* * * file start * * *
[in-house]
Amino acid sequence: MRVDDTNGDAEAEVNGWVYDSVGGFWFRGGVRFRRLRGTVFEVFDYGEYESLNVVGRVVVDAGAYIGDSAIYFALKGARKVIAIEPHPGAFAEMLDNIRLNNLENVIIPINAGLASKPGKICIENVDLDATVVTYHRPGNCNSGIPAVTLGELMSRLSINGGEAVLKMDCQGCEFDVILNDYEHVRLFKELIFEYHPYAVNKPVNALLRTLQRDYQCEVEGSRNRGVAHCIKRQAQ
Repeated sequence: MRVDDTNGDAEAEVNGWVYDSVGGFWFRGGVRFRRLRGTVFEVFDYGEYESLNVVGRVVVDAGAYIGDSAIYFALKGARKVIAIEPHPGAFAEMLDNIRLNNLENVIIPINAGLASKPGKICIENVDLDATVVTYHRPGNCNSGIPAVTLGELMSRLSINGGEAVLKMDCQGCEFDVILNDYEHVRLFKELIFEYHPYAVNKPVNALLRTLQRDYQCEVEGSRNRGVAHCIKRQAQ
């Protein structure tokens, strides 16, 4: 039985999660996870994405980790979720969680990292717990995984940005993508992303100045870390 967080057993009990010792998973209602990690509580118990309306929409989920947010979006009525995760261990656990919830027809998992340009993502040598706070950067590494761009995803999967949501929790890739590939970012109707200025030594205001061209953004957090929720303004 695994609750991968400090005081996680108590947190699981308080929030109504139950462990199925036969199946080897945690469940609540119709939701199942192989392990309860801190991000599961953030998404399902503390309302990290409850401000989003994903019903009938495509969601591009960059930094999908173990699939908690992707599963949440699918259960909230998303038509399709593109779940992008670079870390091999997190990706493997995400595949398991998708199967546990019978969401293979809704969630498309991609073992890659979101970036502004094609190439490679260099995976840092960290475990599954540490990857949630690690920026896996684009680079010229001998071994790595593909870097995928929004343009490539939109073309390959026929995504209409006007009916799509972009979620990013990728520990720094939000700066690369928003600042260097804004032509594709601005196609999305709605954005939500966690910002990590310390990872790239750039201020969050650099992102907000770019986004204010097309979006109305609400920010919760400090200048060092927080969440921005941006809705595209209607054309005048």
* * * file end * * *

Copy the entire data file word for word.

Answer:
[in-house]
Amino acid sequence: MRVDDTNGDAEAEVNGWVYDSVGGFWFRGGVRFRRLRGTVFEVFDYGEYESLNVVGRVVVDAGAYIGDSAIYFALKGARKVIAIEPHPGAFAEMLDNIRLNNLENVIIPINAGLASKPGKICIENVDLDATVVTYHRPGNCNSGIPAVTLGELMSRLSINGGEAVLKMDCQGCEFDVILNDYEHVRLFKELIFEYHPYAVNKPVNALLRTLQRDYQCEVEGSRNRGVAHCIKRQAQ
Repeated sequence: MRVDDTNGDAEAEVNGWVYDSVGGFWFRGGVRFRRLRGTVFEVFDYGEYESLNVVGRVVVDAGAYIGDSAIYFALKGARKVIAIEPHPGAFAEMLDNIRLNNLENVIIPINAGLASKPGKICIENVDLDATVVTYHRPGNCNSGIPAVTLGELMSRLSINGGEAVLKMDCQGCEFDVILNDYEHVRLFKELIFEYHPYAVNKPVNALLRTLQRDYQCEVEGSRNRGVAHCIKRQAQ
């Protein structure tokens, strides 16, 4: 039985999660996870994405980790979720969680990292717990995984940005993508992303100045870390 967080057993009990010792998973209602990690509580118990309306929409989920947010979006009525995760261990656990919830027809998992340009993502040598706070950067590494761009995803999967949501929790890739590939970012109707200025030594205001061209953004957090929720303004 695994609750991968400090005081996680108590947190699981308080929030109504139950462990199925036969199946080897945690469940609540119709939701199942192989392990309860801190991000599961953030998404399902503390309302990290409850401000989003994903019903009938495509969601591009960059930094999908173990699939908690992707599963949440699918259960909230998303038509399709593109779940992008670079870390091999997190990706493997995400595949398991998708199967546990019978969401293979809704969630498309991609073992890659979101970036502004094609190439490679260099995976840092960290475990599954540490990857949630690690920026896996684009680079010229001998071994790595593909870097995928929004343009490539939109073309390959026929995504209409006007009916799509972009979620990013990728520990720094939000700066690369928003600042260097804004032509594709601005196609999305709605954005939500966690910002990590310390990872790239750039201020969050650099992102907000770019986004204010097309979006109305609400920010919760400090200048060092927080969440921005941006809705595209209607054309005048």